Grenada's national flower is the Bougainvillea (Nyctaginaceae), a genus of woody climbers. Bougainvilleas are widely-grown and popular tropical vines whose main attractions are very colorful bracts or leaves. These bracts are mistaken by many as the flowers of the plant because of their prominence. The flowers are actually the trumpet-like, small, white and inconspicuous items surrounded by the bracts. Each cluster of three flowers has three to six bracts surrounding them. Best outdoors, the plants can be used as hedges, or can be in pots, hanging from ceiling rafters or in hanging baskets.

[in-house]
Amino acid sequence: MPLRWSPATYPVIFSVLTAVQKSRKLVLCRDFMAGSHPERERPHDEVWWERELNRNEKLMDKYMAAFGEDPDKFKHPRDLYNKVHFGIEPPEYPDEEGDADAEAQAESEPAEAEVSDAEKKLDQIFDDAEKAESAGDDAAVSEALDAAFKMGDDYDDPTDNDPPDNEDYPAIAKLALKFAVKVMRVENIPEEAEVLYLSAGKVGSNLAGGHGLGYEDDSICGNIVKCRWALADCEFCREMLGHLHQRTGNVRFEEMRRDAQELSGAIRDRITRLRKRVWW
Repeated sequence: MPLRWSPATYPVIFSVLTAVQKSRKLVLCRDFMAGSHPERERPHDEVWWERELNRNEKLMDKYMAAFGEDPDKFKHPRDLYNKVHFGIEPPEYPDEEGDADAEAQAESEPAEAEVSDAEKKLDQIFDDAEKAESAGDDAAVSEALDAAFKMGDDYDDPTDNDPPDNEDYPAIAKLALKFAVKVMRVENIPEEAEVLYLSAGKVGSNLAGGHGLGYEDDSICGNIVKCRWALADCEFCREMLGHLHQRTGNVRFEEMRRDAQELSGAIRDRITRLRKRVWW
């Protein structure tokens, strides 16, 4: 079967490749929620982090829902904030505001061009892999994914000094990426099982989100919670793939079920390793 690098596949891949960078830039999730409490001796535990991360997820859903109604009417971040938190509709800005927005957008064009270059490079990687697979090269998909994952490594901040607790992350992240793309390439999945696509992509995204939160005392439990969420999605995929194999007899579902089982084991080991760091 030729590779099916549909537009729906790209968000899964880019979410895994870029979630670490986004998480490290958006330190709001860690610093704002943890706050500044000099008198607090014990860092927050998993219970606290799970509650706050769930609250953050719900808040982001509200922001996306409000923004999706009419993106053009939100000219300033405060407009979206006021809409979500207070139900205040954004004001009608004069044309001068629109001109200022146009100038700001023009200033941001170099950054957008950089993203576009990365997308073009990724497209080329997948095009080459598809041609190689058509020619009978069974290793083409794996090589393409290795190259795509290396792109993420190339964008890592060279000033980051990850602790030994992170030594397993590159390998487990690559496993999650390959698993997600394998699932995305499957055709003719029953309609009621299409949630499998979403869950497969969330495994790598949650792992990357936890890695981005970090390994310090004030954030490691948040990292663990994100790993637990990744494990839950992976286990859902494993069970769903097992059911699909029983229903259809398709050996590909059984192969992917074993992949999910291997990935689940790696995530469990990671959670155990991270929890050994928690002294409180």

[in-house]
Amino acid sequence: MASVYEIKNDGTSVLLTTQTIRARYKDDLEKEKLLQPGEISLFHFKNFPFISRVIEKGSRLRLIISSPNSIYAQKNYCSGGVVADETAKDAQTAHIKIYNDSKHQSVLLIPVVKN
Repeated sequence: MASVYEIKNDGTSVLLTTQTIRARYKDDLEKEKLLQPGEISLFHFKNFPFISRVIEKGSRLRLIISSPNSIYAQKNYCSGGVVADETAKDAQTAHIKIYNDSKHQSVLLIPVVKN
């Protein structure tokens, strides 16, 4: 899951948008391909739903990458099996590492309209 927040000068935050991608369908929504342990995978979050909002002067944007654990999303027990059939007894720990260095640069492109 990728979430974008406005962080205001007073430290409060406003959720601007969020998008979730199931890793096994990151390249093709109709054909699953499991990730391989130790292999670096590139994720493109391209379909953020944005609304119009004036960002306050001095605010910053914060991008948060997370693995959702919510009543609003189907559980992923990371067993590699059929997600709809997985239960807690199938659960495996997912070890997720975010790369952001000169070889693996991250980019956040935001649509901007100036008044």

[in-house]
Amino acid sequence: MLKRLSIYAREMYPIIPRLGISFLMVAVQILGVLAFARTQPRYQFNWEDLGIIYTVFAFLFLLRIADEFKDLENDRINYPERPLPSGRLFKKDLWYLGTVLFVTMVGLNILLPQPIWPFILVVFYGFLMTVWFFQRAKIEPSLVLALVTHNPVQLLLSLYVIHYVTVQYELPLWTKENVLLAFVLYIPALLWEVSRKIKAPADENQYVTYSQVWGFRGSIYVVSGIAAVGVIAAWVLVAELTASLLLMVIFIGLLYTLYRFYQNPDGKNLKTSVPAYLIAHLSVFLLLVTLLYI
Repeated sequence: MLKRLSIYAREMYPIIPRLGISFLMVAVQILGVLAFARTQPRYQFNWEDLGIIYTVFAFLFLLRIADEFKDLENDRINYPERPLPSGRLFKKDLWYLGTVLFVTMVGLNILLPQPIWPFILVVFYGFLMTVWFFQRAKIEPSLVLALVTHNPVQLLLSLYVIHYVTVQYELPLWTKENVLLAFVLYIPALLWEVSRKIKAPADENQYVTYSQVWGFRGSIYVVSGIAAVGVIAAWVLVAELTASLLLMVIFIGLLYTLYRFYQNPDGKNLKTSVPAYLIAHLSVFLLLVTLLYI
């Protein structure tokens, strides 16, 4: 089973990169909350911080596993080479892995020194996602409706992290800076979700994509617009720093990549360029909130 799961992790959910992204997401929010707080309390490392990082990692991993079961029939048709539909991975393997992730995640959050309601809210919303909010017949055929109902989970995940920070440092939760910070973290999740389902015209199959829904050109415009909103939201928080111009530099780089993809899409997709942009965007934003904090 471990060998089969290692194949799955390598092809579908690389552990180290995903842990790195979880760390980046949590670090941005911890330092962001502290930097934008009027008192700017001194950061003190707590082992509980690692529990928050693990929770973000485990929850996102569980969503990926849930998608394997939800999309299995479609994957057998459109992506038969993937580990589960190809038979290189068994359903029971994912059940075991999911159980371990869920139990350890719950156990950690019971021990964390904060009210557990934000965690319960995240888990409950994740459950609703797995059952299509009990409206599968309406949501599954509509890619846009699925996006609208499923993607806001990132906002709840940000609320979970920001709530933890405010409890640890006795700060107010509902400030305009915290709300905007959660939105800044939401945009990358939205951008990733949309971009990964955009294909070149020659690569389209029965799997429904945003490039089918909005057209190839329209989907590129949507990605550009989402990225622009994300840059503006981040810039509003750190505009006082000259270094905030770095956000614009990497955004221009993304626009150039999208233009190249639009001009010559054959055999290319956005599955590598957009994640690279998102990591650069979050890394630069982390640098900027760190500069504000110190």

The original plants came from South America, in the regions around Brazil, Peru and Argentina. Today they grow in the tropical areas of the Caribbean, Southeast Asia, Taiwan, Africa, the Mediterranean, Mexico, Pakistan, Panama, Australia, Hawaii and the southern United States. The French botanist, Philbert Commerson, discovered the plant and named it after his friend, Captain Louis A. Bougainvillea, an explorer, mathematician and lawyer from Canada.
Bougainvilleas are easy to grow and propagate, especially in areas with warm weather and plenty of sun. They come from the Nyetayinacce family of small trees, vines and shrubs. The vine itself is thorny and woody in most species, the most popular of which is the galabra or "paper flower," so called because of its paper-like bracts. Different species have different colored bracts like red, orange, white, purple, yellow and pink, among a few others. They grow in soil where most other plants do, up to 15 to 25 feet high and 25 to 35 wide.